Quantcast
Connect with us

The term ‘evangelical’ has crumbled into meaninglessness in the era of Trump: professor

Published

on

As the evangelical Christian movement began to rise in politics before the 1980 election, there was a fork in the road that forced the self-described “Moral Majority” to make a decision in regards to which candidate they supported: the devout Christian Jimmy Carter, or the divorced Hollywood actor Ronald Reagan.

Writing for the Atlantic, Baylor University professor of humanities Alan Jacobs says it was the Moral Majority’s decision to go with Reagan that “inaugurated the affiliation of white American evangelicals with the Republican Party that has lasted to this day.”

ADVERTISEMENT

While Carter’s support for abortion rights played a significant role in evangelicals’ choice to go with Reagan, it was the overall drift towards a more progressive stance on racial and sexual issues embraced by the Democratic party that alienated social conservatives, many of them in the South, as Jacobs writes.

But as the decades passed and American church leaders in almost all denominations became less interested in traditional Christian doctrines and more interested in what some scholars have come to call moralistic therapeutic deism, a larger and larger proportion of white evangelicals became what Pew Research calls “God-and-Country Believers.” These folks, almost all of whom are white, may not attend church often or at all, and they may not be interested in, or even aware of, the beliefs that have typically characterized evangelical Christians, but they know this much: They believe in God, and they believe in America, and they love Donald Trump because he speaks blunt Truth to culturally elite Power, and when asked by pollsters whether they are evangelicals, they say yes.

According to Jacobs, “God-and-Country Believers” are now married to the Republican Party, and as a result, the identity of evangelicals and Trump supporters now goes hand-in-hand. Now, the term “evangelical” has completely lost its meaning.

This transformation of evangelical from a theological position to a “racial and political” one is not just bad for serious Christians; it’s also a prime driver of the increasing hostility of liberals to religion in almost any form. Those who have insisted on yoking (a very vague notion of) God and (a very specific account of) country may soon find themselves dispossessed of both.

ADVERTISEMENT

In the wake of Trump’s election, Jacobs argued in a blog post that evangelicals need to take back their identity from the political ideologues who’ve stolen it. But in the months since, he’s now starting to believe that may not be possible, thanks to a “strange and inadvertent conspiracy of Trump supporters and journalists” who’ve worked to “put an end to a useful term that once described a vital tradition in the Christian faith.”


Report typos and corrections to: [email protected].
READ COMMENTS - JOIN THE DISCUSSION
Continue Reading

Breaking Banner

In extreme crises, conservatism can turn to fascism. Here’s how that might play out

Published

on

5 movie "Back to the Future," Marty McFly (played by Michael J. Fox) travels in a time machine from the 1980s to the 1950s. When he tells people of the '50s he is from the '80s, he is met with skepticism.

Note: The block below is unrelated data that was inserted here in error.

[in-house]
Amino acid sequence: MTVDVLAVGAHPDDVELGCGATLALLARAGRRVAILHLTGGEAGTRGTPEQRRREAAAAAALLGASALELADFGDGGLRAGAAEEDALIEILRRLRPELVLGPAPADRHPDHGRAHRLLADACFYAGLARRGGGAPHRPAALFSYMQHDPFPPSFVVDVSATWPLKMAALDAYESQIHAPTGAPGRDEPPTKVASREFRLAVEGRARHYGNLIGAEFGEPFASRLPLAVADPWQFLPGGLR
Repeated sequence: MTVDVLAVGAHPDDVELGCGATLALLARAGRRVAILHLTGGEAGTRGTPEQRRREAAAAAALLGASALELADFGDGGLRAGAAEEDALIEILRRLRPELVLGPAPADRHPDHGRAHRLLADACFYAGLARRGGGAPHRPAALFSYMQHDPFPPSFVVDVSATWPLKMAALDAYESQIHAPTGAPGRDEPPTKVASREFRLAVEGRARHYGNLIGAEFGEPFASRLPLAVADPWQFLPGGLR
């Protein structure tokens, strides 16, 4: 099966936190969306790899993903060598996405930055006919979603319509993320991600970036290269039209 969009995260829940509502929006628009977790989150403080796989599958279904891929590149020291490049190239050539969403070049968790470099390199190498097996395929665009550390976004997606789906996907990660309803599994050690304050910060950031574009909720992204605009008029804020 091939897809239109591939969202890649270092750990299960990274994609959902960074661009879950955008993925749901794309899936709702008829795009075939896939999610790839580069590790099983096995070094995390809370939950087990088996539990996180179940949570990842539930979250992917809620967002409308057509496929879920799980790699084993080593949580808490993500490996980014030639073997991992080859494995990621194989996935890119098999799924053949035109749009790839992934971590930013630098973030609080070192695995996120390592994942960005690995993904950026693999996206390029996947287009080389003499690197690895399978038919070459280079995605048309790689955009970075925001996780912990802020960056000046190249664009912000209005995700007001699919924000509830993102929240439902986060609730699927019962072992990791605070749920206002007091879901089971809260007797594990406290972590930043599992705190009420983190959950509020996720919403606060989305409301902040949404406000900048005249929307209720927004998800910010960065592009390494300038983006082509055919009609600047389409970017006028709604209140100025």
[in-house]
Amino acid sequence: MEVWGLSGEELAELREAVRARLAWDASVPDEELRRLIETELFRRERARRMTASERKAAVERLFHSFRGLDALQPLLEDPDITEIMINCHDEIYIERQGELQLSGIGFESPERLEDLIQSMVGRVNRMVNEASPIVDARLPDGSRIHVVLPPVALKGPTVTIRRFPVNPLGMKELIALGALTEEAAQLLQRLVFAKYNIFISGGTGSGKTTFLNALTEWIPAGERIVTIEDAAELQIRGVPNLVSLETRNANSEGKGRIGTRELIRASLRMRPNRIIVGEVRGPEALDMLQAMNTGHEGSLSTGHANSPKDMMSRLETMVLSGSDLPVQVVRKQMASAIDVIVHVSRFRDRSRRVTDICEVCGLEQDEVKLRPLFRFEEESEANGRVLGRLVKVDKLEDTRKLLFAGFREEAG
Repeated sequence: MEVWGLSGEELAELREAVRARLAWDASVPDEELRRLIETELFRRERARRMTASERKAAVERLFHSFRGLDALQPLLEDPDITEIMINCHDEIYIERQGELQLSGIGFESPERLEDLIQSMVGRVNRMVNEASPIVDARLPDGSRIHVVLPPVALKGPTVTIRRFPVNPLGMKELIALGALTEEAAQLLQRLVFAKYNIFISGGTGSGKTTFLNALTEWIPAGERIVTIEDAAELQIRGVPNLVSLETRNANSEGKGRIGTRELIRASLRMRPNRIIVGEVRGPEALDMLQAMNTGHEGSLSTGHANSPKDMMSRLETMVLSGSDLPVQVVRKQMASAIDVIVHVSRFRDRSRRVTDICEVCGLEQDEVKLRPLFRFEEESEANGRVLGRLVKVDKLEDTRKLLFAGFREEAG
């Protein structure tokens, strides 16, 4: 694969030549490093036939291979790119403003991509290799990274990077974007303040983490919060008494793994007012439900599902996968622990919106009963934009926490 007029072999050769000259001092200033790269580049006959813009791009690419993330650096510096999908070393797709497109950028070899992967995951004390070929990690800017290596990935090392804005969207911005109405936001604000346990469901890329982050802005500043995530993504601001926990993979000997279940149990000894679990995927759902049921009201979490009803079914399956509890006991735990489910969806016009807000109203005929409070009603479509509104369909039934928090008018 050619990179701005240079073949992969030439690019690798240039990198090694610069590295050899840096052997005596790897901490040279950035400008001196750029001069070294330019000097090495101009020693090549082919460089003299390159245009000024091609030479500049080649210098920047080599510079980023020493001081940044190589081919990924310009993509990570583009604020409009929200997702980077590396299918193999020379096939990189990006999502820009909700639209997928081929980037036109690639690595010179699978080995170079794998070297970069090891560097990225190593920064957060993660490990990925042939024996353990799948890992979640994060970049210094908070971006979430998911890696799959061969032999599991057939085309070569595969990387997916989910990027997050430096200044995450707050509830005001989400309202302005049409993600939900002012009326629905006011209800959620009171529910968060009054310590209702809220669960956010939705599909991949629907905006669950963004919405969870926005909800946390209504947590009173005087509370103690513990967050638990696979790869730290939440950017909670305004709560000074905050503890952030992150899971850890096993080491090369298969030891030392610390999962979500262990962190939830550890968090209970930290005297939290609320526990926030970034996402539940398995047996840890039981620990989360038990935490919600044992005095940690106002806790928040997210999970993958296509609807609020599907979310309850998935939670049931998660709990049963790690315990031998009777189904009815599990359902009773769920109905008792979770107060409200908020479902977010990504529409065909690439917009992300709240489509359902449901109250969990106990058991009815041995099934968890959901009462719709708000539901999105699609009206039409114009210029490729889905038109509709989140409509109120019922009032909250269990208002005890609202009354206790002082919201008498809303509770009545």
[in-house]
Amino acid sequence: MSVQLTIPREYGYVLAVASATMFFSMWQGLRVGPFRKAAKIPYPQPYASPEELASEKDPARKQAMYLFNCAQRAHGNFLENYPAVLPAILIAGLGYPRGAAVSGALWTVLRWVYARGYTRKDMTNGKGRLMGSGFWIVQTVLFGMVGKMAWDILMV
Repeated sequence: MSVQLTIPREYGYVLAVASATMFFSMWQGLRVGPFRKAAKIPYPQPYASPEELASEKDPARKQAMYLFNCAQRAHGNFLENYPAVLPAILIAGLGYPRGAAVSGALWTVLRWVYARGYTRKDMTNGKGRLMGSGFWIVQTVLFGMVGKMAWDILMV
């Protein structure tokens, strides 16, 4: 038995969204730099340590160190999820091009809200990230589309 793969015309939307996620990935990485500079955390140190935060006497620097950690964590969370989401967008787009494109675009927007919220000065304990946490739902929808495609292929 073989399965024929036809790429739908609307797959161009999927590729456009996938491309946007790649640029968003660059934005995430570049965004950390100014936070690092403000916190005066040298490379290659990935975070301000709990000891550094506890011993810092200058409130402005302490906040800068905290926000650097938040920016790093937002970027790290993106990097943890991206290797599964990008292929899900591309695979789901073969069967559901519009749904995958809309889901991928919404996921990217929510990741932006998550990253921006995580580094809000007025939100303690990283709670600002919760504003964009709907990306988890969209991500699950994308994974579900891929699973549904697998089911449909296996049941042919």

1950s person: Then tell me, future boy, who's President of the United States in 1985?

This article first appeared at Salon.com.Marty McFly: Ronald Reagan.

1950s person: Ronald Reagan? The actor? [chuckles in disbelief] Then who's vice president? Jerry Lewis [comedian]?

Continue Reading

Facebook

Who are the young people behind the Catalonia protest violence?

Published

on

The violent protests that have swept Catalonia over the jailing of nine separatist leaders have involved veteran anarchists and youthful troublemakers as well as outraged separatists, some of whom became radicalised only recently.

"I am 24, have a masters and a job and I never imagined myself setting fire to a barricade with my face masked," said one protester who gave her name only as Aida.

She has joined in protests every day since they erupted in the region after Spain's Supreme Court on Monday sentenced nine Catalan separatist leaders to up to 13 years in jail for sedition over a failed 2017 independence bid.

Continue Reading
 

Breaking Banner

Body language expert dissects the power dynamic at play in the iconic Nancy Pelosi photo

Published

on

Last week, President Donald Trump met with Democrats at the White House to discuss the way both sides could work to fix the President's mistakes in Syria. Democrats left the White House saying that the President had another meltdown during the meeting, which prompted Trump to claim Speaker Nancy Pelosi (D-CA) was the one who had a meltdown. He then posted photos of Pelosi sitting quietly and another photo of Pelosi standing and pointing at him.

Body language expert Dr. Jack Brown posted the photo and gave his own analysis of what he believed was happening in the photo.

"When a person has little or no empathy — and/or when they're far from their emotional baseline, their ability to interpret how others will view an event becomes dramatically distorted," Brown explained Sunday. "Rarely has this behavioral axiom been better exemplified than last Wednesday at the White House."

Continue Reading
 
 
Help Raw Story Uncover Injustice. Join Raw Story Investigates for $1 and go ad-free.
close-image